Pierre owner’s colt named champion
After 40 years in the Quarter Horse racing business, Tom Maher Sr. recently broke into the big time with his four-year-old bay which has won 10 times what the Pierre lawyer and horseman paid for him.
Recently, Maher accepted a statue horse that recognized him as owner of Hes Relentless, the American Quarter Horse Association’s 2014 racing champion three-year-old colt.
The ceremony was Jan. 21 in Oklahoma City. Maher’s brother, Bill, from Rapid City, owns a share, as well as R. D. Hubbard of California, one of the nation’s top racing owners, and Johnny Cope.
The prestigious award is based on Hes Relentless’s two years of winning the short races Quarter Horses are the best at: 440 yards, a quarter mile, as well as shorter ones, at 350 yards. He set the track record last May at Remington Park in Oklahoma City, winning by an amazing two lengths in a 350-yard race in 16.982 seconds. He came in third in the $1 million-purse Rainbow Derby last July, ridden by Cody Smith and winning $104,800.
Ben Hudson, owner and publisher of Track Magazine that covers AQHA racing, has known Maher for four decades.
“It’s great to see someone from so far off the beaten path win an award like that,” Hudson said. “He’s a real cigar-chomping character now.”
Maher and his brother often drive for 20 hours to the tracks in New Mexico and Texas and this year hope to see Hes Relentless in the $3 million purse race at Santa Anita in California.
In his two years of racing, Hes Relentless has run 14 races, in the money eight times, totaling $616,000 in winnings. Pretty good for a yearling Maher recognized right away out of a sales crop of 100 or more as a winner, paying $63,000 for the colt born in Joplin, Missouri, nearly exactly four years ago.
The award means more than just recognizing race success, though.
Hes Relentless will have a much longer career “standing at stud,” as a breeding champion and his value is just climbing, Maher said.
“Already named world champion, his stud book is mad,” he said. “Already lot of people want to sign a contract to breed to him. They were coming up to me after the awards ceremony.”
His stallion’s ancestry tells the story of the American Quarter Horse, which dates its horse back to colonial times but is celebrating the 75 anniversary of the AQHA’s breed registry this year.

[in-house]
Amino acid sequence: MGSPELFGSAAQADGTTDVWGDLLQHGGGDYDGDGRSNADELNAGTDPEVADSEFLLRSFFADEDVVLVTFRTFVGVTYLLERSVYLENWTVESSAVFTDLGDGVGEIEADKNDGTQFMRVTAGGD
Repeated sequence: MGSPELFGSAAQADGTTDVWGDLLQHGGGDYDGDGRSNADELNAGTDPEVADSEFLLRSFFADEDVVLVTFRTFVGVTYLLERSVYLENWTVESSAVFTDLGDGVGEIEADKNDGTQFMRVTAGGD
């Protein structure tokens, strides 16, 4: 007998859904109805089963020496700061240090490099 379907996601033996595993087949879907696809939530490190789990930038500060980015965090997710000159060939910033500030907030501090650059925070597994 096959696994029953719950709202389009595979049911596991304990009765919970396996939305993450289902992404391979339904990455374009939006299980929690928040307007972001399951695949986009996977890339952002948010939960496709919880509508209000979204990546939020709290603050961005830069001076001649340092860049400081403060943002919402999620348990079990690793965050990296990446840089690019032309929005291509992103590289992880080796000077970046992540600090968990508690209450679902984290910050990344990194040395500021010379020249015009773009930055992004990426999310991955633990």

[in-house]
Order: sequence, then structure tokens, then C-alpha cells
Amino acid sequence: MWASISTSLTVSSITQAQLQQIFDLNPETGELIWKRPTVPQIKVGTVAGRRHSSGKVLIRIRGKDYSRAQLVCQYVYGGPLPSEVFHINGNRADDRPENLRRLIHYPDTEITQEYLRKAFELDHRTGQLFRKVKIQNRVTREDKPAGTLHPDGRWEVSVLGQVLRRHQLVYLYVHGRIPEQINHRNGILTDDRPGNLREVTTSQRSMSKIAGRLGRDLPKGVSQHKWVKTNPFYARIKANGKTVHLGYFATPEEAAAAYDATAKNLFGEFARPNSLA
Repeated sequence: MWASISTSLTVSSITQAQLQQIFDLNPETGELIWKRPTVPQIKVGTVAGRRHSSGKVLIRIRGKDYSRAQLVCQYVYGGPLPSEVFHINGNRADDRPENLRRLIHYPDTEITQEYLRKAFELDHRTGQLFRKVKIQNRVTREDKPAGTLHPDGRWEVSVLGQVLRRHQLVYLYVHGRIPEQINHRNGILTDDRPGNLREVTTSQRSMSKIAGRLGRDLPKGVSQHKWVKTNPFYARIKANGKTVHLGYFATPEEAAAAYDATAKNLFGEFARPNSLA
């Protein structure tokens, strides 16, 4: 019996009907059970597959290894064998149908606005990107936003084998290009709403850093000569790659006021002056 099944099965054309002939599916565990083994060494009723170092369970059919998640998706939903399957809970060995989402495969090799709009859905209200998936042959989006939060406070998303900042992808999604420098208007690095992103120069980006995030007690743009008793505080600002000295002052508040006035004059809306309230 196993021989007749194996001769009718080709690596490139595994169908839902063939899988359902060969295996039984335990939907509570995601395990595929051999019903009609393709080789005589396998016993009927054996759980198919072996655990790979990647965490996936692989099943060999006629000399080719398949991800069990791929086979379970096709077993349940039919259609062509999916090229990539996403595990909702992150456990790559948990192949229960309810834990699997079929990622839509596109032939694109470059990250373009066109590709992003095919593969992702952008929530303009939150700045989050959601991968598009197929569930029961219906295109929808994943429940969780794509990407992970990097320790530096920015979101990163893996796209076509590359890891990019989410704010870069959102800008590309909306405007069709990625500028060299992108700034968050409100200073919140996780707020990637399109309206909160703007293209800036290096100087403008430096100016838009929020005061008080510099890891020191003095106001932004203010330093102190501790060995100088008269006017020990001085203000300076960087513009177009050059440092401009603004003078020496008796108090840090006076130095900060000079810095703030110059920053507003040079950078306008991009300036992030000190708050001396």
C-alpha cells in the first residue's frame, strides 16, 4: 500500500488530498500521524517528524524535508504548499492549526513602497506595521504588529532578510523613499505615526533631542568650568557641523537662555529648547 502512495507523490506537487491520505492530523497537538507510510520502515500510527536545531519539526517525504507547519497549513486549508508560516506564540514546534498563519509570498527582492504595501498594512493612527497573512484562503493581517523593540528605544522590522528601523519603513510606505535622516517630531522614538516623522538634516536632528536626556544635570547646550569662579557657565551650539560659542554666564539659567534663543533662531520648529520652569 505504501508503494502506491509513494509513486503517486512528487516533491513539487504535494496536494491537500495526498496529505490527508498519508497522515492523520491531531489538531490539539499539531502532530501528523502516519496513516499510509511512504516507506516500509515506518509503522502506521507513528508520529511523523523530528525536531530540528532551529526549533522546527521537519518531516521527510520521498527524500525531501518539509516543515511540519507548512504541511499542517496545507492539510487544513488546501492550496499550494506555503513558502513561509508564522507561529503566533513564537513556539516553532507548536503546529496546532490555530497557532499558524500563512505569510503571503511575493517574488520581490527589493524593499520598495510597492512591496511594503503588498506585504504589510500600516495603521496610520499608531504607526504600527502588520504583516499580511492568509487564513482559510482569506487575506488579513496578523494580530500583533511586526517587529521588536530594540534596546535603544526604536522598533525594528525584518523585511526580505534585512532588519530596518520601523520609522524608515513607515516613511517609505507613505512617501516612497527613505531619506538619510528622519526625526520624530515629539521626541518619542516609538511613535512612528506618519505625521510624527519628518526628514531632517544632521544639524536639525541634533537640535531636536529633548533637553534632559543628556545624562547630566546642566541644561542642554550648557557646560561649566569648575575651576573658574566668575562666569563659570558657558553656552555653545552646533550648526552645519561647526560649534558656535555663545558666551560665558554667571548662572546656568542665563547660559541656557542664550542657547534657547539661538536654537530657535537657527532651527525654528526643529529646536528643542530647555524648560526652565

Hes Relentless is in the direct line from the legendary Dash for Cash, who dominated Quarter Horse racing 40 years ago and has dominated breeding lines ever since.
Going back further, Dash for Cash’s family tree includes two legendary Thoroughbreds from about the time the AQHA began, Triple-Crown winner Whirlaway and Three Bars, whose bloodlines infused that Thorougbred speed into the chunky, muscled Quarter Horses.
That means Hes Relentless has a tremendous future after his racing present is past.
“There is a chance this horse could be syndicated,” Maher said, referring to the way 100 or more investors buy a piece of a prized racing stud. He and the other owners will decide all that after this year’s racing season.
Unlike Thoroughbred studs, which must “cover” actual mares for a proper breeding, Quarter Horse stud owners are allowed by the AQHA to collect and freeze a stallion’s semen so it can be sold and shipped all over the world to mare owners.
Top AQHA studs command fees of $50,000 for such a transaction and can father 25 or 30 foals a year. For years while being put out to pasture.
Unfortunately, Hes Relentless will never meet the mares he has foals with; only the “teaser” mares which will get him in the mood, from a distance, for what, sadly, is reduced to the “collection.”
Real love is ruled out.
“A horse of this value, you probably don’t want to take any chance of him getting kicked, Maher said.
But for another year, he and his brother and two younger generations of Mahers will watch the handsome horse burn up tracks in the Southwest.